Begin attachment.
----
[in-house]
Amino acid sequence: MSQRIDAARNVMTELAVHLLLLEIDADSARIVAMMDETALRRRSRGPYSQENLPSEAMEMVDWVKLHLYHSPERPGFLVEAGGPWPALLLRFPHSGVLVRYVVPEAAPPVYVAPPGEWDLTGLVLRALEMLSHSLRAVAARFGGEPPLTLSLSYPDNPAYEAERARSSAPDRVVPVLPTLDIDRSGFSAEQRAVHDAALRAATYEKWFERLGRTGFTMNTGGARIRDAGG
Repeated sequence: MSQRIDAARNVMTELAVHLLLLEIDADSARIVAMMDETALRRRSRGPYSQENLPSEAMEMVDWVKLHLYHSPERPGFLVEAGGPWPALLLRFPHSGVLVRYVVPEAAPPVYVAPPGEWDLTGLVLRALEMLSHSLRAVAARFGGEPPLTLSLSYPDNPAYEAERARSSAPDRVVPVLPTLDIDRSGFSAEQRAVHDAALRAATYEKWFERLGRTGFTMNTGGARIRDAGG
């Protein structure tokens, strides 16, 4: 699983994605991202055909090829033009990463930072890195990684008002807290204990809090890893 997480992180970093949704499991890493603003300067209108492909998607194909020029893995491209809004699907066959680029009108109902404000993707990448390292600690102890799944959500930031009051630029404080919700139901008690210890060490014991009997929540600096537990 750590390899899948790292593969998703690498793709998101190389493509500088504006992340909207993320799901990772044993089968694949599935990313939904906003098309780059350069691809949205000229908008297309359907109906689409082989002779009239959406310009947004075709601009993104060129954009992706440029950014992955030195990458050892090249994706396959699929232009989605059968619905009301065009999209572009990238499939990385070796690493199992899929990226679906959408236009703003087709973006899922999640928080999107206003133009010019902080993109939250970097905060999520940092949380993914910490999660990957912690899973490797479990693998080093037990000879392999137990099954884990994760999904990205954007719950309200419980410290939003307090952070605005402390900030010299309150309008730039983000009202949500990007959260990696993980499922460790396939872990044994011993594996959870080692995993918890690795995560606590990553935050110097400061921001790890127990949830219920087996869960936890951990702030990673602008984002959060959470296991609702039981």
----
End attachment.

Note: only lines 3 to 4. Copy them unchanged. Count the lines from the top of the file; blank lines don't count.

Repeated sequence: MSQRIDAARNVMTELAVHLLLLEIDADSARIVAMMDETALRRRSRGPYSQENLPSEAMEMVDWVKLHLYHSPERPGFLVEAGGPWPALLLRFPHSGVLVRYVVPEAAPPVYVAPPGEWDLTGLVLRALEMLSHSLRAVAARFGGEPPLTLSLSYPDNPAYEAERARSSAPDRVVPVLPTLDIDRSGFSAEQRAVHDAALRAATYEKWFERLGRTGFTMNTGGARIRDAGG
């Protein structure tokens, strides 16, 4: 699983994605991202055909090829033009990463930072890195990684008002807290204990809090890893 997480992180970093949704499991890493603003300067209108492909998607194909020029893995491209809004699907066959680029009108109902404000993707990448390292600690102890799944959500930031009051630029404080919700139901008690210890060490014991009997929540600096537990 750590390899899948790292593969998703690498793709998101190389493509500088504006992340909207993320799901990772044993089968694949599935990313939904906003098309780059350069691809949205000229908008297309359907109906689409082989002779009239959406310009947004075709601009993104060129954009992706440029950014992955030195990458050892090249994706396959699929232009989605059968619905009301065009999209572009990238499939990385070796690493199992899929990226679906959408236009703003087709973006899922999640928080999107206003133009010019902080993109939250970097905060999520940092949380993914910490999660990957912690899973490797479990693998080093037990000879392999137990099954884990994760999904990205954007719950309200419980410290939003307090952070605005402390900030010299309150309008730039983000009202949500990007959260990696993980499922460790396939872990044994011993594996959870080692995993918890690795995560606590990553935050110097400061921001790890127990949830219920087996869960936890951990702030990673602008984002959060959470296991609702039981």